Quotations About / On: CITY
In the city, nudity means something; in the wild, it just exists.
(Mason Cooley (b. 1927), U.S. aphorist. City Aphorisms, Third Selection, New York (1986).)
A fastidious taste is best indoors, away from nature and the city.
(Mason Cooley (b. 1927), U.S. aphorist. City Aphorisms, Seventh Selection, New York (1990).)
Cities have sexes: London is a man, Paris a woman, and New York a well-adjusted transsexual.
(Angela Carter (1940-1992), British postmodern novelist. repr. Vintage (1992). Expletives Deleted, essay on James Joyce, New Society (1982).)
New York is the meeting place of the peoples, the only city where you can hardly find a typical American.
(Djuna Barnes (1892-1982), U.S. author, poet, columnist. repr. In Djuna Barnes's New York (1989). "Greenwich Village as It Is," Pearson's Magazine (Oct. 1916).)
Today's city is the most vulnerable social structure ever conceived by man.
(Martin Oppenheimer (b. 1930), German-born U.S. sociologist. Urban Guerrilla, ch. 7 (1969).)
Cities [are] problems in organized complexity, like the life sciences.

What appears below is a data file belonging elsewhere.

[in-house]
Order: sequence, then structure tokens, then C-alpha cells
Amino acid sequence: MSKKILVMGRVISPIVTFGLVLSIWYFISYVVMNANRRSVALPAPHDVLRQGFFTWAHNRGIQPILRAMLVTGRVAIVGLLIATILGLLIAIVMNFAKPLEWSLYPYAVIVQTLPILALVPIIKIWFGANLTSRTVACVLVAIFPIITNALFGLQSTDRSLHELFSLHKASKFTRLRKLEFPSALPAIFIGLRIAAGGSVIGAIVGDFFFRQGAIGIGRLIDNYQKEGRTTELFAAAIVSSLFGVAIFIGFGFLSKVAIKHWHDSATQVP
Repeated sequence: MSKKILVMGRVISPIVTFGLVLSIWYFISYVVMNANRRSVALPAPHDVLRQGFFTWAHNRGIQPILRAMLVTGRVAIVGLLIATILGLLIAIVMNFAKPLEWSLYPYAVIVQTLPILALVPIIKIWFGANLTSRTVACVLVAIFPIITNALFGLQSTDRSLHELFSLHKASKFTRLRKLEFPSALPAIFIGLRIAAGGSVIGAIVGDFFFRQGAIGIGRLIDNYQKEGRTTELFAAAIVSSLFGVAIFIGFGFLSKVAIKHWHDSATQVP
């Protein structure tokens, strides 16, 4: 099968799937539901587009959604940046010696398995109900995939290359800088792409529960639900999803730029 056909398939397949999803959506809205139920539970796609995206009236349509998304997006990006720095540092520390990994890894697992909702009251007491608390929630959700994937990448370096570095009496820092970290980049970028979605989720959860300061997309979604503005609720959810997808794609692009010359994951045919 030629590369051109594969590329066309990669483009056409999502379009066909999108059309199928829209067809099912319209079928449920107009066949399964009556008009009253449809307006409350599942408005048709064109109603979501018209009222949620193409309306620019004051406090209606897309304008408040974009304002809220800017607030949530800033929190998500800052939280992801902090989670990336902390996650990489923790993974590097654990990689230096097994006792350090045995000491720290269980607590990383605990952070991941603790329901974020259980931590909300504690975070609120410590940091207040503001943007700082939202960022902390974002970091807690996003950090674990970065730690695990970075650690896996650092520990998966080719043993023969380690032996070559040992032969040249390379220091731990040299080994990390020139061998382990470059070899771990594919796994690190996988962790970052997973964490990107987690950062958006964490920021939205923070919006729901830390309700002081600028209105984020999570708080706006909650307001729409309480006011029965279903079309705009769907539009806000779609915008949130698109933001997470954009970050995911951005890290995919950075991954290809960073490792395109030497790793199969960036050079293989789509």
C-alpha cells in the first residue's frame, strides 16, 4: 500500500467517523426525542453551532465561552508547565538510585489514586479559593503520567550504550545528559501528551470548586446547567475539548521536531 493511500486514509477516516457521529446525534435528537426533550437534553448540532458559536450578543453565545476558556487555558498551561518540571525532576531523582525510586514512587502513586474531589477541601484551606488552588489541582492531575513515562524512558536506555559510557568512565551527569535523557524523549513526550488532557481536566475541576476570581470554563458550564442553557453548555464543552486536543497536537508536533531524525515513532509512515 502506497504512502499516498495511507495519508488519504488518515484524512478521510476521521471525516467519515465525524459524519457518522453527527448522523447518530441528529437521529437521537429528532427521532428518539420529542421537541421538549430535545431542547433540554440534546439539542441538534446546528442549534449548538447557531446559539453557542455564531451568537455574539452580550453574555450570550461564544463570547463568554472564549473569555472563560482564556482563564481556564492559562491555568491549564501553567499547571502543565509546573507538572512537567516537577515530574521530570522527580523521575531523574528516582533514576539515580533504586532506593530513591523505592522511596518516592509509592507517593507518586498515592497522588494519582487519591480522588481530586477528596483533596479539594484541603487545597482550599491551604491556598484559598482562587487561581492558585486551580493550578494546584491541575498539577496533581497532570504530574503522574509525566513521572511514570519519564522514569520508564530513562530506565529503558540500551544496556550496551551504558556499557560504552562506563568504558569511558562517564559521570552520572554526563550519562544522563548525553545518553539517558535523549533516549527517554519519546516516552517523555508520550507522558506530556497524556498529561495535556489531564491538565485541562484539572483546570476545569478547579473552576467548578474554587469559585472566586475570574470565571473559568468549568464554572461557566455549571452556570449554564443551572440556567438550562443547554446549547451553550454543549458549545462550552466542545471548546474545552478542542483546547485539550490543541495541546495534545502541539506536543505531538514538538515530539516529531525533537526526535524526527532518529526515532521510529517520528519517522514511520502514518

(Jane Jacobs (b. 1916), U.S. urban analyst. The Death and Life of Great American Cities, ch. 19 (1961).
Jacobs lived in the lively, diverse Greenwich Village section of Manhattan (New York City).)
The streets of Vienna are paved with culture, the streets of other cities with asphalt.
(Karl Kraus (1874-1936), Austrian writer. Trans. by Harry Zohn, originally published in Beim Wort genommen (1955). Half-Truths and One-and-a-Half Truths, University of Chicago Press (1990).)
This very Rome that we behold deserves our love ...: the only common and universal city.
(Michel de Montaigne (1533-1592), French essayist. "Of Vanity," The Essays (Les Essais), bk. III, ch. 9, Abel Langelier, Paris (1588).)
As I criss-cross the city hurrying, I feel always the unchanging cold beneath the pavement.
(Mason Cooley (b. 1927), U.S. aphorist. City Aphorisms, Eighth Selection, New York (1991).)
The road to the City of Emeralds is paved with yellow brick.
(L. Frank Baum (1856-1919), U.S. author. The Wonderful Wizard of Oz, ch. 2 (1900).
The words do not appear thus in the film (1939), which features the song, Follow the Yellow Brick Road.)